The Montana Farm Bureau is commending the Department of Livestock and the Montana Department of Public Health for their safety guidelines for agricultural activities in our state during the COVID-19 pandemic.

“I’m hoping our Montana agricultural community realizes the seriousness of this pandemic and follows commonsense guidelines,” said Montana Farm Bureau President Hans McPherson.  “As a farmer myself, I know how independent farmers and ranchers can be, but this is the time to act for the health and safety of everyone. I know how fun big brandings are, but we must all accept the fact that this year is unique and adjust accordingly. It’s not only our duty to keep producing food, it’s also our duty to help stop the spread of COVID-19. A lot of us in rural counties already are social distancing—which seems to be keeping the virus at bay—now is not the time to go dumb!”

“The State of Montana and the Department of Livestock recognize the importance of business continuity for farmers and ranchers. We understand that ranching activities such as branding, pregnancy checking, bull-testing and shearing may require involvement of multiple individuals,” said Montana Department of Livestock Executive Officer Mike Honeycutt. “While we continue to encourage local governments to permit continuation of ranching activities, we ask farmers and ranchers to strongly consider implementation of the following guidelines set forth by Montana Department of Public Health.”

  • Individuals at risk for severe complications of COVID-19, such as those with diabetes, heart disease, lung disease, and those who are immunosuppressed should avoid performing ranch activities within a group.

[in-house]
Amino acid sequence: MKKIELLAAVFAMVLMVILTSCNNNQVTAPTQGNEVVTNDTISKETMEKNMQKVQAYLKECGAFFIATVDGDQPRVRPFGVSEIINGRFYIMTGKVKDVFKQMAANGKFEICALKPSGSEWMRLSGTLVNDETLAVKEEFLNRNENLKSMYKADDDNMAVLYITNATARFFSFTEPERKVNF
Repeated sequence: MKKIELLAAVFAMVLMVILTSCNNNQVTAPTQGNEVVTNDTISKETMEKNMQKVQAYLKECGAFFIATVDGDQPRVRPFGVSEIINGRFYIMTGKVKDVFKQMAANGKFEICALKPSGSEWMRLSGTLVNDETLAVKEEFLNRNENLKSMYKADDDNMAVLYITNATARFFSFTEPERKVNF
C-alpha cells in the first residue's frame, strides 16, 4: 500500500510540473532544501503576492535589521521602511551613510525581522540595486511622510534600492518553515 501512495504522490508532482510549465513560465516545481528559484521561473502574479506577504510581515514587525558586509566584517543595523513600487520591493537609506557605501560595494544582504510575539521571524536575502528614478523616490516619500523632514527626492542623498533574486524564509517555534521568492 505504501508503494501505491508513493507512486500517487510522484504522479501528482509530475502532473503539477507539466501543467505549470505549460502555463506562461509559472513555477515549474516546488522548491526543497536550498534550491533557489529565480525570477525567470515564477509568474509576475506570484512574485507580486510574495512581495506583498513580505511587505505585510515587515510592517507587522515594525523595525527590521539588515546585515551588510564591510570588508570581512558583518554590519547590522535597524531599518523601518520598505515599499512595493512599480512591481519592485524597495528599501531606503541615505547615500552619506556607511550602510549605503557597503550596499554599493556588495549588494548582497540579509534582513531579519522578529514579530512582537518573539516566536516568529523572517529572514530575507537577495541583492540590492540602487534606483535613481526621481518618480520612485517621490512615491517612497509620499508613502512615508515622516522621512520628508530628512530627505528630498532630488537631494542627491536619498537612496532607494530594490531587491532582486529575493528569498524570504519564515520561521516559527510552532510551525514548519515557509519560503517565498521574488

• Limit brandings and other activities to essential crews only (smallest crew possible to get the job done).
  • Do not provide a group meal. Offer sack lunches or have attendees pack their own lunch.
  • Do not share water bottles or utensils.
  • Have water and soap available for handwashing on site.  Hand sanitizer is not effective if hands are soiled (dirt, manure, blood, etc.).
  • When taking breaks, maintain six feet of distance between individuals while socializing.
  • When branding, consider the use of branding forks to restrain animals when using a rope/drag method. When a calf table is used, identify the smallest number of people needed to operate the equipment you have.
  • Keep the number of people near the animal at one time to a minimum, such as having the person vaccinating wait for the person performing castration to step away.

Honeycutt added that local public health officers have the authority to require more restrictive measures than those described above so be aware of regulations specific to your local jurisdiction.

Questions, please contact the Department of Livestock at (406) 444-2976.